Review of Measurements and Candidate Signatures for Early Fire Detection. [ABSTRACT ONLY]
Review of Measurements and Candidate Signatures for
Early Fire Detection. [ABSTRACT ONLY]
Grosshandler, W. L.
NISTIR 5499; September 1994.
National Institute of Standards and Technology. Annual
Conference on Fire Research: Book of Abstracts.
October 17-20, 1994, Gaithersburg, MD, 137-138 pp, 1994.
Available from: National Technical Information Service
Order number: PB95-104964
fire research; fire detection; smoke detection; heat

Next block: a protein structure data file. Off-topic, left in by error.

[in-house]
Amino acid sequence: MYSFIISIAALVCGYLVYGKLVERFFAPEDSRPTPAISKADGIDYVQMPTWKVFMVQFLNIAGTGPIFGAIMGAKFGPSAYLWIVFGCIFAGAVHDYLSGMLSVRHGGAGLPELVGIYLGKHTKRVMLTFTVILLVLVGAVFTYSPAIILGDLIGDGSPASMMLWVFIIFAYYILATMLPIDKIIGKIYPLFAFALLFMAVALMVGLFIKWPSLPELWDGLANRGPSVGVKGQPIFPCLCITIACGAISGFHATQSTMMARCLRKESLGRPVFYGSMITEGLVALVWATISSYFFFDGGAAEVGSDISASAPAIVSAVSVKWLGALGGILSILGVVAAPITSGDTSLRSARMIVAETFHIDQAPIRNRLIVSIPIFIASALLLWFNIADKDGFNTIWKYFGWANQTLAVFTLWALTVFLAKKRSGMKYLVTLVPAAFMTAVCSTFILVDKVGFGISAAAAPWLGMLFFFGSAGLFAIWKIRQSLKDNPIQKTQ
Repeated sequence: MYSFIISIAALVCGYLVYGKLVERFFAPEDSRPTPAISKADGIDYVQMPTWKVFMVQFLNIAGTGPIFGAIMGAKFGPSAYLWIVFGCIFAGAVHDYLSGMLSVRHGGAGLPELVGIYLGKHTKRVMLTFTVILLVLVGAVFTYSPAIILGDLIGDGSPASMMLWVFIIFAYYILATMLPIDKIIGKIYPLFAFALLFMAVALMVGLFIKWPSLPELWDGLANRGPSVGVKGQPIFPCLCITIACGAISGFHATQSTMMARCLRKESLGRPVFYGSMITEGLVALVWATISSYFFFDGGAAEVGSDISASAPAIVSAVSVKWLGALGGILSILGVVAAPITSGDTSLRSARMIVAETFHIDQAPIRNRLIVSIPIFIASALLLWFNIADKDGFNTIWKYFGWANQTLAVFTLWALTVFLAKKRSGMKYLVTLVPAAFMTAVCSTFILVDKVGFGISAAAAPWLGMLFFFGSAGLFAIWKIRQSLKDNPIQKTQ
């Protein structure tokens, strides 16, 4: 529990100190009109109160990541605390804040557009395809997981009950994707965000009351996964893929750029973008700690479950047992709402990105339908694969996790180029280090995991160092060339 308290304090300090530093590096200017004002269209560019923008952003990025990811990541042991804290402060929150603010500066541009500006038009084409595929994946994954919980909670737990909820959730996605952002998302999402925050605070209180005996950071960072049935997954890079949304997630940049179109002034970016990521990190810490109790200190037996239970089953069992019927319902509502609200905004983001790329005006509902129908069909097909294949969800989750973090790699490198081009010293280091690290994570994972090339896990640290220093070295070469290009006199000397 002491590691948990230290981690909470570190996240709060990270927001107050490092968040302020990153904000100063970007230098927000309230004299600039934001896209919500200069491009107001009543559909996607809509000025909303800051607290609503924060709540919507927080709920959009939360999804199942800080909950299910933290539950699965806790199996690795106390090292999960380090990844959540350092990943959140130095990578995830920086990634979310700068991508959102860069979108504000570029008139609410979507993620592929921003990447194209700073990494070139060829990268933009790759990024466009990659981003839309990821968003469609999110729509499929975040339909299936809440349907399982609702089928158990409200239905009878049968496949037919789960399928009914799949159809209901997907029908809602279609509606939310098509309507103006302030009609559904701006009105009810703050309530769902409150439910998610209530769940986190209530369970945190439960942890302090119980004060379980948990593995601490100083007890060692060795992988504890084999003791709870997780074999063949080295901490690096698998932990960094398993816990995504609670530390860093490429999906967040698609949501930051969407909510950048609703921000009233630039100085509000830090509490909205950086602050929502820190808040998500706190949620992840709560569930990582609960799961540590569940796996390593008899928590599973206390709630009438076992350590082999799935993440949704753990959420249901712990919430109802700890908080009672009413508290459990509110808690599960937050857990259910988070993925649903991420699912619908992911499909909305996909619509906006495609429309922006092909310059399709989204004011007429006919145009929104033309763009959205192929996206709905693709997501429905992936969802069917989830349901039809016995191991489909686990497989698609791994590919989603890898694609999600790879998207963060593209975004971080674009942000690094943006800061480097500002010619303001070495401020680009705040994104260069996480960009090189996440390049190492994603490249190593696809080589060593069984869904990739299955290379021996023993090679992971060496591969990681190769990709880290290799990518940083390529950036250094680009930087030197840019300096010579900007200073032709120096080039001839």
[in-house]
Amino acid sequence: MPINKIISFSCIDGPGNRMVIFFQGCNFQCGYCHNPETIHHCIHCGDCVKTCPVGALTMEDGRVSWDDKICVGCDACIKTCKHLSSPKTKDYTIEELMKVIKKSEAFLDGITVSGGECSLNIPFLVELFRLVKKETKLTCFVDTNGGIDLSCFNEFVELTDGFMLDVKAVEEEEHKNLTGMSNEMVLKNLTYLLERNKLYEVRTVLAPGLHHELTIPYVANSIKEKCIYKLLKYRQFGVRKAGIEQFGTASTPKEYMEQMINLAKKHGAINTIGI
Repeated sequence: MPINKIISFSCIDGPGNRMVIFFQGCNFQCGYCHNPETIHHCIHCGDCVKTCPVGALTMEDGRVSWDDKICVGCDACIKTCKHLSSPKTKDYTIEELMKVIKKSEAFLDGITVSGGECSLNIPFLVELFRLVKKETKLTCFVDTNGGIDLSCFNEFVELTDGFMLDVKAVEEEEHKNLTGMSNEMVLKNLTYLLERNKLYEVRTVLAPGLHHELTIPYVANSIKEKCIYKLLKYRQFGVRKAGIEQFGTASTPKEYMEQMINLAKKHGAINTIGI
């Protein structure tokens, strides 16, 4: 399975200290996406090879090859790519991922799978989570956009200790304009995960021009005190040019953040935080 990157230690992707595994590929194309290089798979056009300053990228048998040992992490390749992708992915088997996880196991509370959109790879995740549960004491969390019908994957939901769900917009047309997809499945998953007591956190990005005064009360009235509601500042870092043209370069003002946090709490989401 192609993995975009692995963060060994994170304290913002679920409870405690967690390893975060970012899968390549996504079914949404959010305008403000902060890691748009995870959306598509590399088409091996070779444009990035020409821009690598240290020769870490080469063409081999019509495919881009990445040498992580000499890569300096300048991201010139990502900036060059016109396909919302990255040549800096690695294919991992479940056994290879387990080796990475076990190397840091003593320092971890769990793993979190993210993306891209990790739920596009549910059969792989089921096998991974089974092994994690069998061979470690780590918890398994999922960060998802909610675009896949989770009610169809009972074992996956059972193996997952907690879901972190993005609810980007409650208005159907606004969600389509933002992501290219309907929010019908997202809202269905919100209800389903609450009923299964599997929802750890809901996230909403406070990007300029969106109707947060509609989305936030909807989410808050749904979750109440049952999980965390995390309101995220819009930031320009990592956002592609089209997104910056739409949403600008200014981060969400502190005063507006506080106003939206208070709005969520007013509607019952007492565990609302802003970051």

detection; thermistors; charged particles; thermopiles
The current generation of fire detection systems is
designed to respond to the smoke, heat, or the
elastromagnetic radiation generated during smoldering
and flaming combustion. Smoke is sensed either by
measuring, with a photodector, the light shich is
scattered from a controlled light source, or by the
change in current created by charged particles passing
through an ionizing radiaiton field. Heat can be easily
sensed by a number of conventional devices, such as
compensated thermocouples and thermistors. Both the
absolute temperature and rate of temperature rise are
used to define alarm conditions. The ultraviolet and
infrared portions of the electromagnetic spectrum are
typically detected with vacuum tube and solid state
photodiodes, photoconductive and photovoltaic cells,
thermopiles and pyroelectric cells.